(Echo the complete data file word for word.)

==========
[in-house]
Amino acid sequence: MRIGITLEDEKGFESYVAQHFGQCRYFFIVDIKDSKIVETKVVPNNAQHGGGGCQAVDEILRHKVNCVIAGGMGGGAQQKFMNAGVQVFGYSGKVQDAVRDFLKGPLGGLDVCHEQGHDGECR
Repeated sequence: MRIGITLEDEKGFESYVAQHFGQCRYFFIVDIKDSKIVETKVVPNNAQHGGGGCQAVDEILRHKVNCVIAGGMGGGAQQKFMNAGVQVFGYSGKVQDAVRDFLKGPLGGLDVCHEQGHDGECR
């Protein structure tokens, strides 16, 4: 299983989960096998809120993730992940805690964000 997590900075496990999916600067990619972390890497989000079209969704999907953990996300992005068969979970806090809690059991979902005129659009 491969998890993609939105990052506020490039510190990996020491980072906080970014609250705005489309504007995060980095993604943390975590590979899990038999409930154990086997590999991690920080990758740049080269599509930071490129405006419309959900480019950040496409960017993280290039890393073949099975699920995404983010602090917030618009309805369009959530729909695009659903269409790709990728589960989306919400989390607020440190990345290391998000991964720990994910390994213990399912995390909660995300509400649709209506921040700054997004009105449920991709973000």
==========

[in-house]
Amino acid sequence: MRIGITLEDEKGFESYVAQHFGQCRYFFIVDIKDSKIVETKVVPNNAQHGGGGCQAVDEILRHKVNCVIAGGMGGGAQQKFMNAGVQVFGYSGKVQDAVRDFLKGPLGGLDVCHEQGHDGECR
Repeated sequence: MRIGITLEDEKGFESYVAQHFGQCRYFFIVDIKDSKIVETKVVPNNAQHGGGGCQAVDEILRHKVNCVIAGGMGGGAQQKFMNAGVQVFGYSGKVQDAVRDFLKGPLGGLDVCHEQGHDGECR
């Protein structure tokens, strides 16, 4: 299983989960096998809120993730992940805690964000 997590900075496990999916600067990619972390890497989000079209969704999907953990996300992005068969979970806090809690059991979902005129659009 491969998890993609939105990052506020490039510190990996020491980072906080970014609250705005489309504007995060980095993604943390975590590979899990038999409930154990086997590999991690920080990758740049080269599509930071490129405006419309959900480019950040496409960017993280290039890393073949099975699920995404983010602090917030618009309805369009959530729909695009659903269409790709990728589960989306919400989390607020440190990345290391998000991964720990994910390994213990399912995390909660995300509400649709209506921040700054997004009105449920991709973000």